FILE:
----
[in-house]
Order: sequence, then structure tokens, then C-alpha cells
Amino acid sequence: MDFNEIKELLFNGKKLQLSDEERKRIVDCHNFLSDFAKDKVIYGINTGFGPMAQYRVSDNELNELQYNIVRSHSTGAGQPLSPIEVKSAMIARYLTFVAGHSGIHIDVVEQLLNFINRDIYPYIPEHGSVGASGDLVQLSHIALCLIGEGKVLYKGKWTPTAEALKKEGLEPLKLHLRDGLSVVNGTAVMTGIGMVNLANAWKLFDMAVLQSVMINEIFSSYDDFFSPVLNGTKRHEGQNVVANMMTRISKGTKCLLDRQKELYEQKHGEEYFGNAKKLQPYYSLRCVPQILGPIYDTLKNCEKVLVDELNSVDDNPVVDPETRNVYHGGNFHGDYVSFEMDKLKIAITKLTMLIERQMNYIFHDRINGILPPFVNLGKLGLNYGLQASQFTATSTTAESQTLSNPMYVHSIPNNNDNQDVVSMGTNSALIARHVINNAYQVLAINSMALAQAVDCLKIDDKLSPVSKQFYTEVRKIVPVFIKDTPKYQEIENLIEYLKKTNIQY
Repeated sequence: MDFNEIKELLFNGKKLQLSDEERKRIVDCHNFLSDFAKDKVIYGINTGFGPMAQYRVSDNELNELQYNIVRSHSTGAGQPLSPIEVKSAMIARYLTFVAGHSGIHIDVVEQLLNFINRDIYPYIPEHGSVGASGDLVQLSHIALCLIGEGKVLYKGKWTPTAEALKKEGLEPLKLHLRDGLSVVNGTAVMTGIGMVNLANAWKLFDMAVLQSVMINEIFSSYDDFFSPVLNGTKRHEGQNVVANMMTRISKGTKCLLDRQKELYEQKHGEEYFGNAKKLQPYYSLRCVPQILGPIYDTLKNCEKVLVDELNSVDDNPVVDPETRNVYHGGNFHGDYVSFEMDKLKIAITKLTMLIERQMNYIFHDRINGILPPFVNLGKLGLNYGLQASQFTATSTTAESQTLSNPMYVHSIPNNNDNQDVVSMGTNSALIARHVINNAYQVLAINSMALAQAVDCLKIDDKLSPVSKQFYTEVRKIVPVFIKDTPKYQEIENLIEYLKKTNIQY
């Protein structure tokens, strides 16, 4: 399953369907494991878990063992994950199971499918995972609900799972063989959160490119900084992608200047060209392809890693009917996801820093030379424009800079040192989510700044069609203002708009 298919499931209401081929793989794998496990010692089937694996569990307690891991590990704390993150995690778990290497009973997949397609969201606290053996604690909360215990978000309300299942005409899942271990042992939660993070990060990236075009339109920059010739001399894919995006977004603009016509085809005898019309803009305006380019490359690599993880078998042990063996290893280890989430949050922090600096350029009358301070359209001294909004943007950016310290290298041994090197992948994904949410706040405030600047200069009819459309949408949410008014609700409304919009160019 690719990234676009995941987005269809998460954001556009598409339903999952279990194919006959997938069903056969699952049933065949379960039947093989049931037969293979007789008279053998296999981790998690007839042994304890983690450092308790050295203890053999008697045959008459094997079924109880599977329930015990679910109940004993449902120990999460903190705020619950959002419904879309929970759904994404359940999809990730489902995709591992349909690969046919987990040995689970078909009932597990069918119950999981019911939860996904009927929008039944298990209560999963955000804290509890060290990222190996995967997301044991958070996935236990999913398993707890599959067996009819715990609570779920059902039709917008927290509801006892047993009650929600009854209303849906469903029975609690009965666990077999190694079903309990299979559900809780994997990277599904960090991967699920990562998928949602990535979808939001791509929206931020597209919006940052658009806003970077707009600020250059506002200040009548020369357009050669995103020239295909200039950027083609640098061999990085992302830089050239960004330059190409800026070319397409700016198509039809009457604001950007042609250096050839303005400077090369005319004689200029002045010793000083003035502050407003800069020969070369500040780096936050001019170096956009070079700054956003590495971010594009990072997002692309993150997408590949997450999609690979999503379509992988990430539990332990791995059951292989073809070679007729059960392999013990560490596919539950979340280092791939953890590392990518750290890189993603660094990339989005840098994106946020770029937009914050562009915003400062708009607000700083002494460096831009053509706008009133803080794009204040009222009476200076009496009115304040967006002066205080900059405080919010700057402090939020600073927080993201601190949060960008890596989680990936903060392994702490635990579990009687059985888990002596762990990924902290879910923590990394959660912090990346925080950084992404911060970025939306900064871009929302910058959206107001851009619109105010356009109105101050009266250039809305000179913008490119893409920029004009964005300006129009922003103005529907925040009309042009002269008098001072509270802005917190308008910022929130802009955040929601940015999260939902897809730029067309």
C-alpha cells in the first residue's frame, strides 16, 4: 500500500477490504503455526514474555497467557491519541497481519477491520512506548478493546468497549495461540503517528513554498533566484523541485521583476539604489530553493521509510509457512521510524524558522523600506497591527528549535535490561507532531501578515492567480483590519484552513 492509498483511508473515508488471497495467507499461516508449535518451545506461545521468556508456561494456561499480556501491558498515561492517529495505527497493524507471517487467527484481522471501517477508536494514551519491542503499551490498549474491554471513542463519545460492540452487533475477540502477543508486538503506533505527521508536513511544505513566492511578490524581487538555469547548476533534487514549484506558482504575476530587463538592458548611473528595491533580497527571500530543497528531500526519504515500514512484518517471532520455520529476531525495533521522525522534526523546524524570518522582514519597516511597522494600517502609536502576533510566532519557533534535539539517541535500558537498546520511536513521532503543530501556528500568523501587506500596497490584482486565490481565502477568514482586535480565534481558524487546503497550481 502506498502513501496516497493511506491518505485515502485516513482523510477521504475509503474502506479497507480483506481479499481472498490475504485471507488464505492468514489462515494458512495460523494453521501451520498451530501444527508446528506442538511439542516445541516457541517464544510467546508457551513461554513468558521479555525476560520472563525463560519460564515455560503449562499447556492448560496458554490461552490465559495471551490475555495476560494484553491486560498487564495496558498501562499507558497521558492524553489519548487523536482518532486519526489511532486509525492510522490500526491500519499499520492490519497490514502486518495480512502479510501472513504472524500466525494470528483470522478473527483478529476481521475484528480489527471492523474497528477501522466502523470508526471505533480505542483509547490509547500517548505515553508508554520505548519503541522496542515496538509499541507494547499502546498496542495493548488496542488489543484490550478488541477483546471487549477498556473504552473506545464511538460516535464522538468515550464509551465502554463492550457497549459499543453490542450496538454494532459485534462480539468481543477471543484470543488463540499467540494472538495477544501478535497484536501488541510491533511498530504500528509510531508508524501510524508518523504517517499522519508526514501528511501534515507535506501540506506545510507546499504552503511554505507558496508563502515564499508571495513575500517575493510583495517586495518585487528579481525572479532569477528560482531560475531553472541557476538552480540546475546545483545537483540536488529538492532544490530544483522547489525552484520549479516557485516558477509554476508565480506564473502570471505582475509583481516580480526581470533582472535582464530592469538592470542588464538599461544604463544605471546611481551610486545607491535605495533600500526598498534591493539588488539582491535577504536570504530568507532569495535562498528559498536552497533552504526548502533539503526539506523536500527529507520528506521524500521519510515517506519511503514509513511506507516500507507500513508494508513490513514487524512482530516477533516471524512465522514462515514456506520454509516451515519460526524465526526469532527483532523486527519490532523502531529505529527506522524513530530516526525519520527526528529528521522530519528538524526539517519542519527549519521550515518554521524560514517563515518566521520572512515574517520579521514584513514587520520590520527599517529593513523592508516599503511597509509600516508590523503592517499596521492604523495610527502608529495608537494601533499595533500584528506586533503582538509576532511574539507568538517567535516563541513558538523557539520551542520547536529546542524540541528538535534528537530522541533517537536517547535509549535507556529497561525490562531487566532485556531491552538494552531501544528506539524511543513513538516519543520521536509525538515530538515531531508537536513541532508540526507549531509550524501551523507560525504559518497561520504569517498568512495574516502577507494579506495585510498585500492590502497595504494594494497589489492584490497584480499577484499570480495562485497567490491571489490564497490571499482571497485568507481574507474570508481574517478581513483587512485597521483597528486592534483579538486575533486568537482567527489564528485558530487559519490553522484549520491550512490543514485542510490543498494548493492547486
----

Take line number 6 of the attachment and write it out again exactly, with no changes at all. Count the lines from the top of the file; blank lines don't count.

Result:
C-alpha cells in the first residue's frame, strides 16, 4: 500500500477490504503455526514474555497467557491519541497481519477491520512506548478493546468497549495461540503517528513554498533566484523541485521583476539604489530553493521509510509457512521510524524558522523600506497591527528549535535490561507532531501578515492567480483590519484552513 492509498483511508473515508488471497495467507499461516508449535518451545506461545521468556508456561494456561499480556501491558498515561492517529495505527497493524507471517487467527484481522471501517477508536494514551519491542503499551490498549474491554471513542463519545460492540452487533475477540502477543508486538503506533505527521508536513511544505513566492511578490524581487538555469547548476533534487514549484506558482504575476530587463538592458548611473528595491533580497527571500530543497528531500526519504515500514512484518517471532520455520529476531525495533521522525522534526523546524524570518522582514519597516511597522494600517502609536502576533510566532519557533534535539539517541535500558537498546520511536513521532503543530501556528500568523501587506500596497490584482486565490481565502477568514482586535480565534481558524487546503497550481 502506498502513501496516497493511506491518505485515502485516513482523510477521504475509503474502506479497507480483506481479499481472498490475504485471507488464505492468514489462515494458512495460523494453521501451520498451530501444527508446528506442538511439542516445541516457541517464544510467546508457551513461554513468558521479555525476560520472563525463560519460564515455560503449562499447556492448560496458554490461552490465559495471551490475555495476560494484553491486560498487564495496558498501562499507558497521558492524553489519548487523536482518532486519526489511532486509525492510522490500526491500519499499520492490519497490514502486518495480512502479510501472513504472524500466525494470528483470522478473527483478529476481521475484528480489527471492523474497528477501522466502523470508526471505533480505542483509547490509547500517548505515553508508554520505548519503541522496542515496538509499541507494547499502546498496542495493548488496542488489543484490550478488541477483546471487549477498556473504552473506545464511538460516535464522538468515550464509551465502554463492550457497549459499543453490542450496538454494532459485534462480539468481543477471543484470543488463540499467540494472538495477544501478535497484536501488541510491533511498530504500528509510531508508524501510524508518523504517517499522519508526514501528511501534515507535506501540506506545510507546499504552503511554505507558496508563502515564499508571495513575500517575493510583495517586495518585487528579481525572479532569477528560482531560475531553472541557476538552480540546475546545483545537483540536488529538492532544490530544483522547489525552484520549479516557485516558477509554476508565480506564473502570471505582475509583481516580480526581470533582472535582464530592469538592470542588464538599461544604463544605471546611481551610486545607491535605495533600500526598498534591493539588488539582491535577504536570504530568507532569495535562498528559498536552497533552504526548502533539503526539506523536500527529507520528506521524500521519510515517506519511503514509513511506507516500507507500513508494508513490513514487524512482530516477533516471524512465522514462515514456506520454509516451515519460526524465526526469532527483532523486527519490532523502531529505529527506522524513530530516526525519520527526528529528521522530519528538524526539517519542519527549519521550515518554521524560514517563515518566521520572512515574517520579521514584513514587520520590520527599517529593513523592508516599503511597509509600516508590523503592517499596521492604523495610527502608529495608537494601533499595533500584528506586533503582538509576532511574539507568538517567535516563541513558538523557539520551542520547536529546542524540541528538535534528537530522541533517537536517547535509549535507556529497561525490562531487566532485556531491552538494552531501544528506539524511543513513538516519543520521536509525538515530538515531531508537536513541532508540526507549531509550524501551523507560525504559518497561520504569517498568512495574516502577507494579506495585510498585500492590502497595504494594494497589489492584490497584480499577484499570480495562485497567490491571489490564497490571499482571497485568507481574507474570508481574517478581513483587512485597521483597528486592534483579538486575533486568537482567527489564528485558530487559519490553522484549520491550512490543514485542510490543498494548493492547486